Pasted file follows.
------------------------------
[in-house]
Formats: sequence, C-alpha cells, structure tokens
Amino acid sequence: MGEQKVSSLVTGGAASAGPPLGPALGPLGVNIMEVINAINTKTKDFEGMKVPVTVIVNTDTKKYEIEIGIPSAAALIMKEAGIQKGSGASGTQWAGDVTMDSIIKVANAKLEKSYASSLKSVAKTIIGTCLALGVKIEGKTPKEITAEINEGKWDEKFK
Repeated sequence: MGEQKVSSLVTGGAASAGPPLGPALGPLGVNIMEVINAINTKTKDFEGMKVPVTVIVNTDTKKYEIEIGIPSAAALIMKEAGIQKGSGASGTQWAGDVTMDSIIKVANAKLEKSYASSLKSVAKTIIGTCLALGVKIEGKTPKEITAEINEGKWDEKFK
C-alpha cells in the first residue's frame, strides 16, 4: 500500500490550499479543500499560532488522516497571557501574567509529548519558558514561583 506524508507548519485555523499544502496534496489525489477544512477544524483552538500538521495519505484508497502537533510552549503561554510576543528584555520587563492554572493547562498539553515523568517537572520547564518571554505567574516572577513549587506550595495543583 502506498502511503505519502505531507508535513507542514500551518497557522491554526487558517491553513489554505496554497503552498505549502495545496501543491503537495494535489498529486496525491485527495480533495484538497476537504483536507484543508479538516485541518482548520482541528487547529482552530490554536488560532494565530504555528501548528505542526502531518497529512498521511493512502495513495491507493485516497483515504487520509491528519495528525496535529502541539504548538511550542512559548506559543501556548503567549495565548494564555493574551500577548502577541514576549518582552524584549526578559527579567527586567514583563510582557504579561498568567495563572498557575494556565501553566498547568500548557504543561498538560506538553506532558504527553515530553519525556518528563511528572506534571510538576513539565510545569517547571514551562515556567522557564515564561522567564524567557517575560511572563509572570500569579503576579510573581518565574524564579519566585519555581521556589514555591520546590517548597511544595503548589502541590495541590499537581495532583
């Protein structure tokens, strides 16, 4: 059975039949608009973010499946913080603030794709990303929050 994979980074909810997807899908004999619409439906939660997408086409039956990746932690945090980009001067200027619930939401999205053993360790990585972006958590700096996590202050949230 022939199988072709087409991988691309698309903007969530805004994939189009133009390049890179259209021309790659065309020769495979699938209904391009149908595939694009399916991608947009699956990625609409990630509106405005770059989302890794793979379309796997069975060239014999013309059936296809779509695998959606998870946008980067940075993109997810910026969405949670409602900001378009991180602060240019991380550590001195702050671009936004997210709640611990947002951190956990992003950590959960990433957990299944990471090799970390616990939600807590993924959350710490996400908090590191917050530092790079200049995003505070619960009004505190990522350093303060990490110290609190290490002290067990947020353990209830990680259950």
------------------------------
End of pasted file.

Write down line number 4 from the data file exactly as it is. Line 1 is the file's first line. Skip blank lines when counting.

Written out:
Repeated sequence: MGEQKVSSLVTGGAASAGPPLGPALGPLGVNIMEVINAINTKTKDFEGMKVPVTVIVNTDTKKYEIEIGIPSAAALIMKEAGIQKGSGASGTQWAGDVTMDSIIKVANAKLEKSYASSLKSVAKTIIGTCLALGVKIEGKTPKEITAEINEGKWDEKFK